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Method for Detecting Malware with Electromagnetic Emanations Wins $5,000

Atlanta, GA

Consumer electronics and IoT devices are challenging to secure because they rely on low-power processors with limited options for security software. A lack of standardization across hardware, software, and development environments makes it difficult to deploy or update security software.

Georgia Tech's Rob Callan, a post-doctoral researcher, and Ph.D. Student Farnaz Behrang brought the winning cybersecurity solution with a new approach for detecting malware in embedded devices. The pair landed 1st Place and $5,000 toward commercialization at the Institute for Information Security & Privacy's "Demo Day Finale" with a method to monitor radio frequency emissions ("electromagnetic emanations") and help detect unwanted code or hijacks.

The method first characterizes electromagnetic emanations generated by software running on an uncompromised device. To protect another device against intrusions, Callan and Behrang continually monitor its EM emanations, and when those differ from the uncompromised device, they examine for a possible hack. This approach separates (or "air-gaps") the monitor from the device being monitored.

Judges at Demo Day Finale immediately saw numerous applications for commercialization.

"Healthcare is a dream problem set for this method because countless devices roll in and each from its own maker," says Jeff Garbers, a Demo Day Finale judge and principal at VentureLabs. "These types of devices are rarely updated or known when they are out of compliance, and there is no sensor smart enough to tell if the software inside is failing."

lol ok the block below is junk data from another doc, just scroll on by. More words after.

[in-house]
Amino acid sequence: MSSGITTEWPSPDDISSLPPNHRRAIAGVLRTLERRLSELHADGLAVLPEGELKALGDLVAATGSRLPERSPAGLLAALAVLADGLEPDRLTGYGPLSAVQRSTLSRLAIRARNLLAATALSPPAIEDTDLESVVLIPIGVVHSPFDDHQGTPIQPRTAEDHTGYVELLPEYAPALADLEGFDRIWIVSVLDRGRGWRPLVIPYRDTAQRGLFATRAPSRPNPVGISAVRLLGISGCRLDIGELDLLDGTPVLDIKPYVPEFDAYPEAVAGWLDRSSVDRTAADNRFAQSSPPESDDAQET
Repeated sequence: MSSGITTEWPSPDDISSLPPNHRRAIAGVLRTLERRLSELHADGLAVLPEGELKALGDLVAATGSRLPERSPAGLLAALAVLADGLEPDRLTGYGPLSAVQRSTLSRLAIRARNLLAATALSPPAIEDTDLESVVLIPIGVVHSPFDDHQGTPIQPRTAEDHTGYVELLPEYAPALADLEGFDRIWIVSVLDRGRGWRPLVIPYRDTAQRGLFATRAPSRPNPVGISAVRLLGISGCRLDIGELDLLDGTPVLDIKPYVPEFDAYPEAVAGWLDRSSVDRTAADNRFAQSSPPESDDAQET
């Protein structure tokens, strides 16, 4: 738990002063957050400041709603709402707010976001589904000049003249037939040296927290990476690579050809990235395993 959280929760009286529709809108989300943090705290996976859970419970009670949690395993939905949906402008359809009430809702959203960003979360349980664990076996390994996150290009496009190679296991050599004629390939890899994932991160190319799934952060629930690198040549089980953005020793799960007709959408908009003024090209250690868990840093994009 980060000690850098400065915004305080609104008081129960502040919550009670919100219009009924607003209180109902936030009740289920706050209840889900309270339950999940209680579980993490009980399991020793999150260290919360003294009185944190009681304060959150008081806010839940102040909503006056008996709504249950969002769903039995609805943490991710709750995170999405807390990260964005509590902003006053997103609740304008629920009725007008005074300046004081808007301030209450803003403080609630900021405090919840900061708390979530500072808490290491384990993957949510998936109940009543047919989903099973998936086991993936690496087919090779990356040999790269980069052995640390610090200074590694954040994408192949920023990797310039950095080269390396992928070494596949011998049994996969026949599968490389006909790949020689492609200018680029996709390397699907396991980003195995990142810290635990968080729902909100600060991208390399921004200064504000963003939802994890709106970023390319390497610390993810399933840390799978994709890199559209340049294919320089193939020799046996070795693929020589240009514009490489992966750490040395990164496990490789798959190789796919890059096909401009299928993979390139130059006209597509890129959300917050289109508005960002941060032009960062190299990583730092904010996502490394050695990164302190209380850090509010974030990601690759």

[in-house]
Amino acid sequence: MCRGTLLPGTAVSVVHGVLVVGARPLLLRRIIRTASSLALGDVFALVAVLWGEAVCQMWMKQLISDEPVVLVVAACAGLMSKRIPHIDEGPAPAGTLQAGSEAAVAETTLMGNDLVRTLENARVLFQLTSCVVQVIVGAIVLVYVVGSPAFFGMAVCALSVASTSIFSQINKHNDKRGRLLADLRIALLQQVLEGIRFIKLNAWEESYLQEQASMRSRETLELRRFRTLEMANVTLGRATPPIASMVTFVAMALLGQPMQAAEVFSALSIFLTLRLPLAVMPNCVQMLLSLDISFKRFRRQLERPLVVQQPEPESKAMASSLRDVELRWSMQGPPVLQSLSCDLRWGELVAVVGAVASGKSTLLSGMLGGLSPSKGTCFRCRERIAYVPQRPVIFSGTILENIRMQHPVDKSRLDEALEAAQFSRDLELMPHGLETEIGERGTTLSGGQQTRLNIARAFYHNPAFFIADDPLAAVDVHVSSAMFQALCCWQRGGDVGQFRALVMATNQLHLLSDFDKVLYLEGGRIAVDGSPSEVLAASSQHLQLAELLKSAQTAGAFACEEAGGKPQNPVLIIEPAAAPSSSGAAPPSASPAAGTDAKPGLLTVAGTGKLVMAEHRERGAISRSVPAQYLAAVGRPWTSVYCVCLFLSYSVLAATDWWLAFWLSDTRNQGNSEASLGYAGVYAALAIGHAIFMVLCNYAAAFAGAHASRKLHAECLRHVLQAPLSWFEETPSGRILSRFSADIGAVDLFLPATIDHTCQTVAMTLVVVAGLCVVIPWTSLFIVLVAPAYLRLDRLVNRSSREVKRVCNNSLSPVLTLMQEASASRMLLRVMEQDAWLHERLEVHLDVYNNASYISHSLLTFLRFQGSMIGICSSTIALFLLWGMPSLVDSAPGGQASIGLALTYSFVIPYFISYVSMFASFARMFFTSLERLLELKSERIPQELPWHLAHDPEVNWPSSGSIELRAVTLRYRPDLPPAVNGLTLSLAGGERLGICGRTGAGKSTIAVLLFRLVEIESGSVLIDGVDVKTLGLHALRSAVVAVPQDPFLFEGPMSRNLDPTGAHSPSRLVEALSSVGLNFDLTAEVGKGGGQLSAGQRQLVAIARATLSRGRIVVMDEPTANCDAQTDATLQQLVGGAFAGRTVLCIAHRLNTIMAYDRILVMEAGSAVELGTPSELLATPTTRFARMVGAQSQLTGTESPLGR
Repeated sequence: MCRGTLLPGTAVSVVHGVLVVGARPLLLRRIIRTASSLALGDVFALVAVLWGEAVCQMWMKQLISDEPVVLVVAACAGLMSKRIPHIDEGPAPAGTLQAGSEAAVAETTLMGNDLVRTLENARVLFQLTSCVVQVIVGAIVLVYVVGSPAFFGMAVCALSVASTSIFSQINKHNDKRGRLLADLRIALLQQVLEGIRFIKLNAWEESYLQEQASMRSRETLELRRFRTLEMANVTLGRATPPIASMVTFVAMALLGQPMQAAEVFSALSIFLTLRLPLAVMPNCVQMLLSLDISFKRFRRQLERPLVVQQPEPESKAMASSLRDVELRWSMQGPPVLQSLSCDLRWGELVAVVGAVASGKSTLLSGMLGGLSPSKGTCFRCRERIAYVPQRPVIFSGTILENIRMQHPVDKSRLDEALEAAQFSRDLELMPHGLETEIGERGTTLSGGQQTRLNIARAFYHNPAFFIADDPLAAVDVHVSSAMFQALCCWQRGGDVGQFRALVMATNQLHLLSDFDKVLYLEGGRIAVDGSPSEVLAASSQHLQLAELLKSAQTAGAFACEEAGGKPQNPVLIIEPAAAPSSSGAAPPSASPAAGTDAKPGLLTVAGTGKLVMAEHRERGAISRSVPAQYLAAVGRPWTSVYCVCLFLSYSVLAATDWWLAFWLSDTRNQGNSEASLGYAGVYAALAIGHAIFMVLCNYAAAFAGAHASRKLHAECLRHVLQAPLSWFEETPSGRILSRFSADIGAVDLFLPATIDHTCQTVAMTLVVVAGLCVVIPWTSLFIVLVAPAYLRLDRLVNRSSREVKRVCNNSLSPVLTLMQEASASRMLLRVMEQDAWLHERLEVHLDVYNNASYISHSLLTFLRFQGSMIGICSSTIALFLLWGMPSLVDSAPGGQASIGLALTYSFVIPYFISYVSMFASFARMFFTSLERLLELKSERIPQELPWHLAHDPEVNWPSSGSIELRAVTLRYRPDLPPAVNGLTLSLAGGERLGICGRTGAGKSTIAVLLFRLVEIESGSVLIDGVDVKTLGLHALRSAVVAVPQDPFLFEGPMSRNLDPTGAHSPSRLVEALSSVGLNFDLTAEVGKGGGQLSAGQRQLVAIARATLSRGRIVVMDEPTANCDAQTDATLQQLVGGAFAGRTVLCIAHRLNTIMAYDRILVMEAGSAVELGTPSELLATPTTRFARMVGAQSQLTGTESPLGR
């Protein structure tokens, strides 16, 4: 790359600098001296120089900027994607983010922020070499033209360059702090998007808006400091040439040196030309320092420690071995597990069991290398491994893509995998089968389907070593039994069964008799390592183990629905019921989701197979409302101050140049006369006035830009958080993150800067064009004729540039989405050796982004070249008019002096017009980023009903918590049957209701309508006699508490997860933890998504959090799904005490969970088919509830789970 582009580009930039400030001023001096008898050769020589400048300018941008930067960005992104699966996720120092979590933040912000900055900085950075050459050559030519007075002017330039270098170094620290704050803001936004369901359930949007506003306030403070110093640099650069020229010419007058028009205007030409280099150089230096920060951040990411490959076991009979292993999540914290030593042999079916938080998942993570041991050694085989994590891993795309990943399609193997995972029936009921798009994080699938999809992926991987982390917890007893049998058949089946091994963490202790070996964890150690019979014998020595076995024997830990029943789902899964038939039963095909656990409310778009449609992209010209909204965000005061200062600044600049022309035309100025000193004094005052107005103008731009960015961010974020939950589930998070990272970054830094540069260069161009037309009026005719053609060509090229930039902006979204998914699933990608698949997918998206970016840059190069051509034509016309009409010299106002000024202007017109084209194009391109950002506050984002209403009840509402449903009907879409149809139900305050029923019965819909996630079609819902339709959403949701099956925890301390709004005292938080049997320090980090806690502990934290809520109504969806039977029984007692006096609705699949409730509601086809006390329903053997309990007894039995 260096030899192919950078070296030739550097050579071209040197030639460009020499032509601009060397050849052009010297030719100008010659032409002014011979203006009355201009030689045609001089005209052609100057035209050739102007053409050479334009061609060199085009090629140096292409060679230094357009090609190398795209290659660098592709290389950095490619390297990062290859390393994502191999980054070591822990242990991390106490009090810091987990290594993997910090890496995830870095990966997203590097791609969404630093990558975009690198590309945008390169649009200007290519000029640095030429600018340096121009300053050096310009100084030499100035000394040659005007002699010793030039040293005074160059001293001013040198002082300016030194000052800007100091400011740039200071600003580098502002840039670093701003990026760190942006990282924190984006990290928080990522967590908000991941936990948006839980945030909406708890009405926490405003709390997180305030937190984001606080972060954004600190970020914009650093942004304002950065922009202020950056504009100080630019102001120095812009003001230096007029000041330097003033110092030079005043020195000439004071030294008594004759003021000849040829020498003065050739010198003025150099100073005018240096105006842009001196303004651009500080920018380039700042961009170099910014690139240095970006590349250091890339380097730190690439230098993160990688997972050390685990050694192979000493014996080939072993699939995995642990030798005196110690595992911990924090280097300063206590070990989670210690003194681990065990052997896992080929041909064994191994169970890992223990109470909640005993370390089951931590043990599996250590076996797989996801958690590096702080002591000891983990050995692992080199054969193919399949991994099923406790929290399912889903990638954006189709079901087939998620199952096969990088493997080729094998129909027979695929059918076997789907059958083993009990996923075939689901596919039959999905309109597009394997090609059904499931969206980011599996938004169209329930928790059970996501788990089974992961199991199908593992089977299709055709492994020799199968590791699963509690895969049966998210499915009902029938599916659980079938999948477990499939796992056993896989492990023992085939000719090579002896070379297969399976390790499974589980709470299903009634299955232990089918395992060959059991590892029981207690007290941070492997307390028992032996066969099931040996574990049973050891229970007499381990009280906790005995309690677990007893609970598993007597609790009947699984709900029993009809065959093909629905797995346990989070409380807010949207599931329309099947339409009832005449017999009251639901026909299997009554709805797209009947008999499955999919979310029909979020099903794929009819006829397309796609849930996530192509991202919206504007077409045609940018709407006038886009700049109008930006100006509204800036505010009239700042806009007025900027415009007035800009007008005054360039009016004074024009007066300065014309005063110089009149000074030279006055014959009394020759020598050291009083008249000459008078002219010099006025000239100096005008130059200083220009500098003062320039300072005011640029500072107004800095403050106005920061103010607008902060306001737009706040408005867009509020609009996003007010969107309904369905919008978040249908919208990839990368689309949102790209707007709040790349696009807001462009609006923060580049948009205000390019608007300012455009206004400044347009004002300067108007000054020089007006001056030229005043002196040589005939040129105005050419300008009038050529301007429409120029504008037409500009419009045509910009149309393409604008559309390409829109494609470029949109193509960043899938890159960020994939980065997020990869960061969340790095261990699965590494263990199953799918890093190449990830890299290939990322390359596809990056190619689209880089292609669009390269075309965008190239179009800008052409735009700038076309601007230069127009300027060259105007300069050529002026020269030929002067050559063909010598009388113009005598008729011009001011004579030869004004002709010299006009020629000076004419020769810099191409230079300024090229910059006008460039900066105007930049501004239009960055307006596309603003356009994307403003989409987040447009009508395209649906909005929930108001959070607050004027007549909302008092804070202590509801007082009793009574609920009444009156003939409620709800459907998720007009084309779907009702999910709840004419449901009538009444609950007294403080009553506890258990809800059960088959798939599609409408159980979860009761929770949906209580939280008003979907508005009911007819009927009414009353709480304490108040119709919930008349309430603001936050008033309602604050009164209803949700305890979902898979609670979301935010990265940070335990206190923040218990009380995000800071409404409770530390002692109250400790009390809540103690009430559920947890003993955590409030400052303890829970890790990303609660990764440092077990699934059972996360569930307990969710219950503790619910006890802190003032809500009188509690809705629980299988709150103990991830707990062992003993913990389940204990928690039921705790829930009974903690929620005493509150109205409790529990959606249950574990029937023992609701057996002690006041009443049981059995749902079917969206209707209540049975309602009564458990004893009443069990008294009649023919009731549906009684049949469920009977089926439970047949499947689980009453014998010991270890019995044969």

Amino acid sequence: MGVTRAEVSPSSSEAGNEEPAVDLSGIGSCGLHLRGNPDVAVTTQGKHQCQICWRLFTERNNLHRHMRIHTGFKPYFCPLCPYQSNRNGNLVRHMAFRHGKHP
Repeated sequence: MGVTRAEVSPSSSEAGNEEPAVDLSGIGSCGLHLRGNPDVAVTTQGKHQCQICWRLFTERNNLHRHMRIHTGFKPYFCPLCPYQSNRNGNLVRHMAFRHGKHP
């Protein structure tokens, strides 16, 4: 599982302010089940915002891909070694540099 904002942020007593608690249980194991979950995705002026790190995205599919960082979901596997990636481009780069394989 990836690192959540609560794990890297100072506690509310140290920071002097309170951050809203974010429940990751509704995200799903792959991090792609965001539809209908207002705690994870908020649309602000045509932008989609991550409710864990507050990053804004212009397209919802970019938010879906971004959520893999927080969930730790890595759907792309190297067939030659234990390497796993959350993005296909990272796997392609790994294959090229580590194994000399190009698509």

The method by Callan and Behrang is an evolution of work that began under the direction of Georgia Tech faculty Milos Prvulovic and Alenka Zajic, who co-advise Callan in the School of Electrical & Computer Engineering. Knowing that "side channel" emanations could be read from a nearby device, the researchers further explored what the technique might reveal as a preventative measure for nuanced IoT, personal or embedded devices.

"We're grateful for the recognition and feedback, and we look forward to commercializing this research to solve tough cybersecurity problems in the near future," Callan said on behalf of his team.

Also winning $5,000 at Demo Day Finale was Ph.D. Candidate David Formby from the School of Electrical & Computer Engineering for another approach to preventing malware – this time in industrial control systems, such as water plants or utilities. Formby’s software suite won the 2nd Place prize of $3,000 from judges, plus a surprise nab as the audience favorite for the $2,000 People’s Choice Award.

“I was optimistic, but I didn’t expect to win both,” Formby cheerfully said after the event, posing with two prize checks and encircled by congratulatory students.

Formby is expected to graduate in Summer 2017 and already has formed a company, Fortiphyd Logic, to begin commercializing his invention. Callan graduated from Georgia Tech in December 2016 with a Ph.D. in electrical and computer engineering. Behrang is a Ph.D. student in the School of Computer Science, studying software evolution and testing. She is advised by Alessandro Orso.

About Demo Day
Each year, students are invited to compete before venture capitalists and industry leaders at the Institute for Information Security & Privacy's "Demo Day." Students bring initial research ideas to the fall Georgia Tech Cyber Security Summit, where public vote determines which projects are invited back in the Spring. Students return six months later at the Demo Day Finale for a TED-style talk about their developing project. A panel of business leaders and investors from across the United States advise students about future considerations for commercialization. Student research with the best chance of commercialization or demonstrating the most impact toward resolving an information security need receives a cash prize.

"The Institute for Information Security & Privacy wants to move good ideas to market," says Wenke Lee, co-director. "We know industry leans on academic researchers to raise new ideas and we lean on industry to take solutions to the public. Our hope is that by introducing students to business mentors early in the research timeline that we can help them naturally build productive relationships and reduce time to market. All students participating in Demo Day will benefit from the insight and critique of those closest to industry needs today."

Last revised October 23, 2020